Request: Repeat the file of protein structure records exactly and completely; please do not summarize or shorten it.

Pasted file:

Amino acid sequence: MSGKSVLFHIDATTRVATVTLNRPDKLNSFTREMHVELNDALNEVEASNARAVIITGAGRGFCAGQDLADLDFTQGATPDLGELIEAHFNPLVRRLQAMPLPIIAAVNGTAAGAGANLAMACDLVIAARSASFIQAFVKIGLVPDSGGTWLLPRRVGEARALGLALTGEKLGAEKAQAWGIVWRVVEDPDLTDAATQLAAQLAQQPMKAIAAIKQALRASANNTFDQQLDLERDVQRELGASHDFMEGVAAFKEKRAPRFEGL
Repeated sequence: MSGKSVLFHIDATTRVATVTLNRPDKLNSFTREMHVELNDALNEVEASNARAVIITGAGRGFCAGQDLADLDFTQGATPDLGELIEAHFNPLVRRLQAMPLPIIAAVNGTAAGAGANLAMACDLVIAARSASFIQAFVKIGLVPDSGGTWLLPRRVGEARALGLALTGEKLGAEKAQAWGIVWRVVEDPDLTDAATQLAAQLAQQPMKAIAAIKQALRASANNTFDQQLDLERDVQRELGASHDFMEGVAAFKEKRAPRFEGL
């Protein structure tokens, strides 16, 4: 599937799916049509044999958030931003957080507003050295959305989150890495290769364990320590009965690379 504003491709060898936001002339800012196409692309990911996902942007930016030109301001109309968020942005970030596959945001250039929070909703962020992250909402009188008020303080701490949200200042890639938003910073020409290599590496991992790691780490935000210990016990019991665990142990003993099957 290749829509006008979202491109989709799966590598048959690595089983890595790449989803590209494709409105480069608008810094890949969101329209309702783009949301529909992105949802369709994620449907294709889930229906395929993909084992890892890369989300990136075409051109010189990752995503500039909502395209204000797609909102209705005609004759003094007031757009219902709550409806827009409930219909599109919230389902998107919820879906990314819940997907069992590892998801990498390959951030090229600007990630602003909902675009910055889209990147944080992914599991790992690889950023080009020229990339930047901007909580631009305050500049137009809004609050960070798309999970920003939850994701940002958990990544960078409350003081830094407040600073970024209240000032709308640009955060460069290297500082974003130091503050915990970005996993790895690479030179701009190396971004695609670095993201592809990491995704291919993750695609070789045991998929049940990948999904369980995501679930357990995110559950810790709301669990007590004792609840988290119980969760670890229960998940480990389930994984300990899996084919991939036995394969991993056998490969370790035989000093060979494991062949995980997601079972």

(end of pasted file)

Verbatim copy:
Amino acid sequence: MSGKSVLFHIDATTRVATVTLNRPDKLNSFTREMHVELNDALNEVEASNARAVIITGAGRGFCAGQDLADLDFTQGATPDLGELIEAHFNPLVRRLQAMPLPIIAAVNGTAAGAGANLAMACDLVIAARSASFIQAFVKIGLVPDSGGTWLLPRRVGEARALGLALTGEKLGAEKAQAWGIVWRVVEDPDLTDAATQLAAQLAQQPMKAIAAIKQALRASANNTFDQQLDLERDVQRELGASHDFMEGVAAFKEKRAPRFEGL
Repeated sequence: MSGKSVLFHIDATTRVATVTLNRPDKLNSFTREMHVELNDALNEVEASNARAVIITGAGRGFCAGQDLADLDFTQGATPDLGELIEAHFNPLVRRLQAMPLPIIAAVNGTAAGAGANLAMACDLVIAARSASFIQAFVKIGLVPDSGGTWLLPRRVGEARALGLALTGEKLGAEKAQAWGIVWRVVEDPDLTDAATQLAAQLAQQPMKAIAAIKQALRASANNTFDQQLDLERDVQRELGASHDFMEGVAAFKEKRAPRFEGL
């Protein structure tokens, strides 16, 4: 599937799916049509044999958030931003957080507003050295959305989150890495290769364990320590009965690379 504003491709060898936001002339800012196409692309990911996902942007930016030109301001109309968020942005970030596959945001250039929070909703962020992250909402009188008020303080701490949200200042890639938003910073020409290599590496991992790691780490935000210990016990019991665990142990003993099957 290749829509006008979202491109989709799966590598048959690595089983890595790449989803590209494709409105480069608008810094890949969101329209309702783009949301529909992105949802369709994620449907294709889930229906395929993909084992890892890369989300990136075409051109010189990752995503500039909502395209204000797609909102209705005609004759003094007031757009219902709550409806827009409930219909599109919230389902998107919820879906990314819940997907069992590892998801990498390959951030090229600007990630602003909902675009910055889209990147944080992914599991790992690889950023080009020229990339930047901007909580631009305050500049137009809004609050960070798309999970920003939850994701940002958990990544960078409350003081830094407040600073970024209240000032709308640009955060460069290297500082974003130091503050915990970005996993790895690479030179701009190396971004695609670095993201592809990491995704291919993750695609070789045991998929049940990948999904369980995501679930357990995110559950810790709301669990007590004792609840988290119980969760670890229960998940480990389930994984300990899996084919991939036995394969991993056998490969370790035989000093060979494991062949995980997601079972």